Armleder applied the curatorial method of inserting into existing premises or interrupting them to his creative process. He combined existing works, objects, and meanings with paintings and objects he made into new works of art. Take his furniture-painting installation as an example, he juxtaposed his monochromatic paintings or abstract paintings with ready-made furniture, turning the paintings into furniture accessories. On another occasion, he simply hung furniture and paintings side by side on the wall, subverting the conventional way of viewing. In his creative process, Armleder is interested in destabilizing and redefining existing concepts and ideas, the objects themselves are not central. When he was invited to make his paintings into carpets, he chose two early paintings from an old collection. Over time, the colors have faded, and the images have become blurred. He simply gave the design to the carpet manufacturer without retouching and asked the manufacturer to produce carpet designs according to the standard size and procedure. After they were made, he laid out the carpets on a low platform to be displayed, then hung them on the wall, and in the end spread them flat on the floor. During the entire process, chance operation became the only thing that was certain.

Chance has been an all-time meaning-making mechanism in Armleder’s works. In another exhibition he curated, he designed the same layout for three rooms in the museum, placing the same type of objects in the same locations. The unity of arrangement made the audience feel strangely familiar when walking from one room to another, but this constructed coincidence became elusive due to differences in specific items. Unfathomable quality is a rhetoric of art, something that Armleder has always sought after. He continued to enrich the rhetoric of art and expand its boundaries by parasitizing his own ideas and practices in the creations and ideas of others. During a solo exhibition at a gallery in Zurich, he replicated the entirety of a previous solo exhibition by another artist, only replacing the name of the exhibition with his own name; he also handed over the entire space of an art institution to an interior designer, who was asked to determine the content and form of the exhibition. With these practices, Armleder upholds a particularly Fluxian attitude: indeterminacy—fluctuating between seriousness and a mere joke.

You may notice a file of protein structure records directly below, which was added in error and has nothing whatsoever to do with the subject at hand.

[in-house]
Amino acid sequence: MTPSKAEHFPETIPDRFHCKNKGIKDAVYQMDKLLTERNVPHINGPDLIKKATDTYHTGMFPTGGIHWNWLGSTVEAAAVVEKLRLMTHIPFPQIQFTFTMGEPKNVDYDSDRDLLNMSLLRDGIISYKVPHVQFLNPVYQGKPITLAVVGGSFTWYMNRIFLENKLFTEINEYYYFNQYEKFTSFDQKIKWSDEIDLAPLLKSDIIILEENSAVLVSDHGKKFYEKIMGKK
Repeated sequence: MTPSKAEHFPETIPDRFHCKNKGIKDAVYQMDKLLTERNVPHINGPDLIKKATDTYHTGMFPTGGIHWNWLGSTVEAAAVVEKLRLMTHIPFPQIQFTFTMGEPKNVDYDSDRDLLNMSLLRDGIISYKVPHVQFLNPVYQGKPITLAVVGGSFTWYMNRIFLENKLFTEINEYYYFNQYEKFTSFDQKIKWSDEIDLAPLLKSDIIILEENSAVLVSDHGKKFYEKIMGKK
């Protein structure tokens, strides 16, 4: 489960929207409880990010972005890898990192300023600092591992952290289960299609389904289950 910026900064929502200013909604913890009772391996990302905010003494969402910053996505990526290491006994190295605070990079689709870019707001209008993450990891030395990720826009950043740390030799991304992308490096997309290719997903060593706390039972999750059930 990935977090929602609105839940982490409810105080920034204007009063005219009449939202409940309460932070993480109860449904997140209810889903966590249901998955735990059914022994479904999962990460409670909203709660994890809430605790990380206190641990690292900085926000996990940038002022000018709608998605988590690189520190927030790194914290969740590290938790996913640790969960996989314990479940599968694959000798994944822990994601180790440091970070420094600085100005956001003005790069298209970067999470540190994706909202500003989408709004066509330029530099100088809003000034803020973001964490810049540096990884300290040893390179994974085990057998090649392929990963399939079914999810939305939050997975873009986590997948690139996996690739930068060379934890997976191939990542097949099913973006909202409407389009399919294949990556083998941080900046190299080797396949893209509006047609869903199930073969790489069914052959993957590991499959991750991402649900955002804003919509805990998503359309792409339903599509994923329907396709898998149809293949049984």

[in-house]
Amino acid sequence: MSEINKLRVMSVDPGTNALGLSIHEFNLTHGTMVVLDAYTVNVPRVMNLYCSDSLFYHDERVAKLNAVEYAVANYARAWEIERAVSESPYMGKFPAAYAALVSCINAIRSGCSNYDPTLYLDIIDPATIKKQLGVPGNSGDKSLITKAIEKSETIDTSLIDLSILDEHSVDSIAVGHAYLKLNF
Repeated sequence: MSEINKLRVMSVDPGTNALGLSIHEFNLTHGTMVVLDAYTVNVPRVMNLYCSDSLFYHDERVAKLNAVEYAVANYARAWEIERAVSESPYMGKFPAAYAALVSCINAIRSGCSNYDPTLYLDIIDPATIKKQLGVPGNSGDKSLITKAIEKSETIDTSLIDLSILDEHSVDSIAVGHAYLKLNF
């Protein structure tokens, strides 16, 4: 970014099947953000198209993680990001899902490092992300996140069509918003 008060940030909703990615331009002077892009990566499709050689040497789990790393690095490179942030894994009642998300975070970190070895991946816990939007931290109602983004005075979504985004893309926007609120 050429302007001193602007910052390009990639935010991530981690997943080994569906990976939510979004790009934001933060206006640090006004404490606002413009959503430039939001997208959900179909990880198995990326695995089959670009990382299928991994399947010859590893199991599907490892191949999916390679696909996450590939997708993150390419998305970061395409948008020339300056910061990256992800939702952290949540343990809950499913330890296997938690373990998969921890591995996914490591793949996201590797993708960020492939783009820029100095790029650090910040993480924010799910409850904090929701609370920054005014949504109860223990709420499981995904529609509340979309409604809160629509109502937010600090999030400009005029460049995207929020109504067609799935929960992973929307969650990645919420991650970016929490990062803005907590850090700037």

Chance also serves to generate forms in Armleder’s works. Since the 1980s, he has poured, sprinkled, splashed, thrown paint and materials of various textures on the canvas, creating a series of paintings with the characteristics of action painting. He would put the canvas upright or flat on the ground and pour a whole bucket of bright acrylic paint on the canvas. Some of them flowed down with gravity, whereas some were condensed into lumps. He would then sprinkle shiny industrial paint and powder on top, as well as colorful confetti, sequins, and other materials. He would lay the canvases in a row and paint them at the same time. His creative process looked so effortless, so nonchalant, and full of humor, lighthearted, just like a play. It seems that in addition to creating “accidents” and “randomness”, the artist had given away all power in terms of visual language. These “random” works constituted a playful, hybrid, eclectic, and unexpected “supermarket of forms”, just like how Armleder described his own works. This characteristic is also one of the most prominent features of Postmodernism.

The liberation movement, and reform and opening in 1978 brought China into a historical moment where political discourse became faded and blurred, and the collective imagination of other possibilities became completely activated. When international discourse on Postmodernism swept over China, the Chinese art world in the 1980s thirsted to be a part of an art historical narrative dominated by Western Modernism. At the same time, it found a vision that was self-liberating. Between 1986 and 1987, a series of “anti-art”, “counter-cultural” art projects with Dadaist features appeared in different Chinese cities. Some artists deployed temporary installations to intervene in urban public spaces. They burnt their own works, moved trash into art institutions as works to be exhibited, invited performers to perform actions devised by the artists, made paintings by letting snakes wriggling on the canvas, and so on. These works challenged existing ideas of art, removing the boundary between art and life, and promoting radical experimentation. But soon, these explorations faded away due to the tightening up of ideological control, artists were unable to maintain momentum in experimenting with art.

Armleder’s life-long artmaking has always been centered on interrogating and broadening the boundaries of art, rather than establishing a definitive artistic style. Postmodernists insist on introducing noise into every channel of communication, striving for freedom, calling for imagination, and liberating creators from the increasingly insular and paralyzing dictatorship of consensus-making. That is an eternal spiritual mission for all creators.

– Carol Yinghua Lu
Director, Beijing Inside-Out Art Museum

Exhibition views: John M Armleder, Sequitur (July 09 – August 14, 2021), Almine Rech Shanghai / © John M Armleder - Photo: Alessandro Wang. Courtesy of the Artist and Almine Rech.